So now we’ve completed the hardware section. The process of building a multi-touch computer is far from over, though, we need to get the software installed and configured so that we can actually use the thing.
The central software that powered our rig is Touchlib , an open source library which takes the visual data received by the camera and parses it into touch events, which can be used by other programs to provide multi-touch control. Some programs implement this library directly, allowing for standalone multi-touch apps, while others, such as those written in ActionScript, require an extra software layer to allow the program to receive touch input. In this section, we’ll explain how we got both up and running.
4. Now that we know the camera works, we need to check to see that the DirectShow filter works, which will allow other programs to access the PS3 Eye. There’s another program called AmCap installed with the drivers. Run it, and if the preview view shows what the camera is seeing, we’re golden. If it doesn’t, try unplugging the PS3 Eye and plugging it back in, as well as rebooting your computer. For reasons unknown, the first time we tried, we got stuck at this stage. For us, running the uninstall program, then installing the drivers again fixed the problem.
Now we'd gotten our PS3Eye up and running. Next, we had to get Touchlib set up to handle our touch detection. Touchlib can be found here , and doesn’t need to be installed. We simply extracted the files to C:/Multitouch.
We had to replace certain Touchlib files with ones specifically designed to work well with the PS3 Eye. We downloaded these files here , then extracted them to C:/Multitouch/touchlib, overwriting when we were prompted to do so.
Now, at long last, we’ll get to see how our surface actually works. We ran ConfigApp.exe from C:/Multitouch/Touchlib. This program launches a total of eight windows, six of which are the video stream from the PS3 Eye, at different stages of processing. It’s a little over whelming the first time, but it’s actually not that hard to use these to get Touchlib properly configured to do touch recognition on our setup.
The most important window is the one in the bottom right, with the slider marked “Rectify” is the one that’s most significant. This window displays the “blobs” that will get passed as touch events. When the touch surface is working properly, this window will be entirely black until we touch the screen, at which point a white blob will appear, hopefully without flickering. Starting with the window in the bottom left, and moving right, we adjusted all the sliders so that we got the clearest blobs when you touch the screen. Generally, we accomplished this by playing with each slider until we started to get background noise on the Rectify window, then scaled it back slightly. Once you’re happy with the sensitivity of your screen, it’s time to calibrate.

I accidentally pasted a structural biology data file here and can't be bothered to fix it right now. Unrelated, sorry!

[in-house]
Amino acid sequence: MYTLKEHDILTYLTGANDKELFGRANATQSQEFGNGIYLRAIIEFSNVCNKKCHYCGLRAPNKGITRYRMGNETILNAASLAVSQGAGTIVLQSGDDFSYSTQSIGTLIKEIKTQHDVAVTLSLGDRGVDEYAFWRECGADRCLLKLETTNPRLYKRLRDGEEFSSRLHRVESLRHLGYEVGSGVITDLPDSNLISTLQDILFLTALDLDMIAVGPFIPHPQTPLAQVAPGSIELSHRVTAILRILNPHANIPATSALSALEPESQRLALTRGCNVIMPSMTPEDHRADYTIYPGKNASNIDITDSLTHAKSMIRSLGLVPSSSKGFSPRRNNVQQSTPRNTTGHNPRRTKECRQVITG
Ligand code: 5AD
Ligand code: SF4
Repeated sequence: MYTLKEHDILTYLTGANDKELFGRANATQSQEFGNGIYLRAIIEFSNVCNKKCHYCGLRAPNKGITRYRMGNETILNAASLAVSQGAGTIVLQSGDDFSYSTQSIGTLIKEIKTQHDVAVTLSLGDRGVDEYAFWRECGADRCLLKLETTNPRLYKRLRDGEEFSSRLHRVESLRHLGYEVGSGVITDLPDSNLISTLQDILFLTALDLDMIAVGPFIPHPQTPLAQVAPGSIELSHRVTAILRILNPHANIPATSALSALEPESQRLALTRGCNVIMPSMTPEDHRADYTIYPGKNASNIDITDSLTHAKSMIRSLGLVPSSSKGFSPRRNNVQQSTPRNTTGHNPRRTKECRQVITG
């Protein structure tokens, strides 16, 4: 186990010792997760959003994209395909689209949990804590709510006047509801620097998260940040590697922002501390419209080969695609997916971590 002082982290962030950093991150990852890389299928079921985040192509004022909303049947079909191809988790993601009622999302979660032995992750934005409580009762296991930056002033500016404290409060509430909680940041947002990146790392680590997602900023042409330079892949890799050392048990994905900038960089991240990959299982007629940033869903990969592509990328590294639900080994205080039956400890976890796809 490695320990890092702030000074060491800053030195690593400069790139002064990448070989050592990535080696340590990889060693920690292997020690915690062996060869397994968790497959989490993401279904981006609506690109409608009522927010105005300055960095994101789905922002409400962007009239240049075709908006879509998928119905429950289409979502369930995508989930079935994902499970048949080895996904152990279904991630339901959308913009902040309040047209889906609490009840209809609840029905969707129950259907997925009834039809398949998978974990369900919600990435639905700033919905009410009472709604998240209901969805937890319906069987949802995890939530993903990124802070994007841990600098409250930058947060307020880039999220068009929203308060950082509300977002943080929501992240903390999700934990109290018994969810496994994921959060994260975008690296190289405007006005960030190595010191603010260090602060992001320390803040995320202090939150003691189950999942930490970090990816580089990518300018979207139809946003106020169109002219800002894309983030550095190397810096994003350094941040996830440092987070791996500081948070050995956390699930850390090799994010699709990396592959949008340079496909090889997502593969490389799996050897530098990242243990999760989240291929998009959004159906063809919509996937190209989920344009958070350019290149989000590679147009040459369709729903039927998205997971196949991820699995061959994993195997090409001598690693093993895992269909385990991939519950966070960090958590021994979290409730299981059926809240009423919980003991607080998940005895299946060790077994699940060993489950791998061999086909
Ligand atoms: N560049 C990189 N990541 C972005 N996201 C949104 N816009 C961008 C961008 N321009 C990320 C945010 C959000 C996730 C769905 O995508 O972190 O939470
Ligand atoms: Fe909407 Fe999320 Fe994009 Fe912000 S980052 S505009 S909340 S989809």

Calibration is necessary to sync up the projected image and the touch surface. To calibrate, we first pressed the Enter key. This enables full screen mode, and displays a grid of green crosses. To begin calibration, we pressed the ‘c’ key. One of the crosses on the display turns red. By pressing on the dot, Touchlib is able to map that point in projector space to a point in camera space. The next cross will turn red, and this continues until all crosses have been pressed. We learned the hard way that when you’re done calibrating Touchlib, you must press the escape key. If you close the program any other way, it won’t update the config file with your changes.
Now our surface had been be properly configured (at least until we moved the camera or projector, or the lighting conditions changed significantly). To test it out, we ran the smoke.exe app in the Touchlib folder. With everything calibrated properly, colored “smoke” particle effects were displayed on our surface everywhere we touched.
However, we didn’t let ourselves celebrate for too long, because many apps written for the multi-touch surface are coded in the ActionScript language used by Adobe Flash. These programs are not set up to natively use multi-touch data, so we had to use a software layer to allow the flash-based apps to work properly. This is a three step process:
1. Change Flash’s global security settings to allow the flash apps access to the touch data. Go to this page and click the “Edit locations…” dropdown box, then select “Add Location,” then “Browse for folders.” Browse to the folder containing the flash programs you want to run, which by default is C:/Multitouch/Clients. This only has to be done once.
3. Run FlashOSCv2.jar (requires the Java runtime environment) from C:/Multitouch/Clients/flosc. And press the “start” button on the window that pops up. This program simply allows flash programs to access OSC data. This also has to be run every time you run multi-touch flash apps.
With that done, we were finally ready to try out the whole array of apps that have been written for DIY multi-touch tables. There aren’t a ton of apps available right, but we were able to find enough to have a good time with the table. Some apps come with Touchlib, in the C:/Multitouch/Clients folder, and we also recommend the AudioTouch apps, available at Seth Sandler's blog and the Multitouch Media App , by Laurence Muller.